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I'm not the greatest with guns honestly. I just started shooting a few years ago and I like to take my stuff to an expert rather than fidlle around with stuff I don;t really understand. But as to the ammo question I tried 5 or 6 types of ammo and all had the same problem. When the firing pin finally releases the round goes off but when you pull the trigger alot of times nothing happens. Sometimes there is a "click" noise but the firing pin stays in the ready position. Like I said my main concern is that I never know when I pull the trigger if it will fire or not, and I'm just trying to get an idea of maybe whats happening.


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PostPosted: Fri May 08, 2009 8:42 pm 
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First off, here's my disclaimer: I'm not telling you to follow the instructions in the attached. I shouldn't have to say that, but there you go.

Second -- because I don't seem to have anything else constructive to be doing tonight -- I think the attached is at least worth a read.

http://hexidismal.awardspace.com/

The guy appears to have done a great job showing how to tear the Neos down. More importantly, however, he shows in "Part 4 - How the Neos works" some drawings he's made to show how the firing pin, firing pin spring, sear and trigger bar work together. It would appear from these drawings and his description that the trigger bar physically pulls the sear off of the firing pin. In that case, I don't see how a weak sear spring could cause your gun not to release the firing pin when you pull the trigger. It sounds like guys actually weaken the sear springs to reduce trigger pull. In other words, it would appear that the weaker the sear spring, the more apt the gun would be to fire -- even possibly accidentally if the sear spring was so weak as to not catch and hold the firing pin when the gun cycled.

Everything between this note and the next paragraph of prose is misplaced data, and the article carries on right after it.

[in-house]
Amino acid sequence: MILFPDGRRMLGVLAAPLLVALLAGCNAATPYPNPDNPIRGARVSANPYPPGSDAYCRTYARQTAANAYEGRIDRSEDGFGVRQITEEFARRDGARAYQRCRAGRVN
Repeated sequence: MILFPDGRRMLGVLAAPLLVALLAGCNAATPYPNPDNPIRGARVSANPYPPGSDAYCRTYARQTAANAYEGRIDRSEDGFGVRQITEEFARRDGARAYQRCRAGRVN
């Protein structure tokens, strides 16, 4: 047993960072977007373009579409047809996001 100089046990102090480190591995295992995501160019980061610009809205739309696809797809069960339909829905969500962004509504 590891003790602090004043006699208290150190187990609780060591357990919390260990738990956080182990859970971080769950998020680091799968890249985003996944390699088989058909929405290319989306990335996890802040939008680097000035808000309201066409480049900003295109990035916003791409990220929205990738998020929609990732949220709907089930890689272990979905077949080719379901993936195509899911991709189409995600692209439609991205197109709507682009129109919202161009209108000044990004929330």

In light of your described symptoms, it seems more probably that the trigger isn't resetting to the trigger bar, and thus, when you're pulling the trigger, it's not pulling the trigger bar forward to trip the sear. Still could be that the gun needs a more thorough cleaning. Rimfire .22 is awfully dirty stuff. However, could be something broken or loose in the trigger bar area as well.

Unless you can find someone familiar with these guns in town to help you, it sounds like you're going to be sending her back for repairs.

In light of how much I've just learned about the Neos, I think I may now buy one.

Good luck,

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 Post subject: Same problem...
PostPosted: Tue May 12, 2009 7:31 am 
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My wife's Neos is having the exact same problems and symptoms. There is no strike mark on the primer until the firing pin decides to go off and as the OP noted, you're never quite sure when that's going to happen.

We've tried several different brands; doesn't make a difference. I'll tear it down this weekend anad see if I can figure out what the deal is. Thanks for the link Bohemian.

Dragon, did you send yours back or see a gunsmith? Curious what your resolution was.

Hobie


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PostPosted: Tue May 12, 2009 8:06 am 
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No I haven't sent it in yet. I'm looking into checking out the local gun smiths. I know it's leagal to ship the firearms fedex to Beretta but I'm kinda lerry of it. I'm trying to save up cash so that when I take it in I can pay for repairs. It is a nice little gun when it works, I used a Ruger Mk 2 or 3 but I didnlt like how close the slide was tro my hand and the neos is alot more comfortable I'll let you all know what happens when I find out and thank you all for the help.


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PostPosted: Fri May 15, 2009 12:02 am 
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I've seen similar problems caused by a burr on the firing pin or in the channel that the pin rides in. Have you done much dry firing with this gun? Generally, dry firing .22s is not recommended because the firing pin can hit the breechface and damage the tip of the pin
or even bend it and cause it to bind in the channel.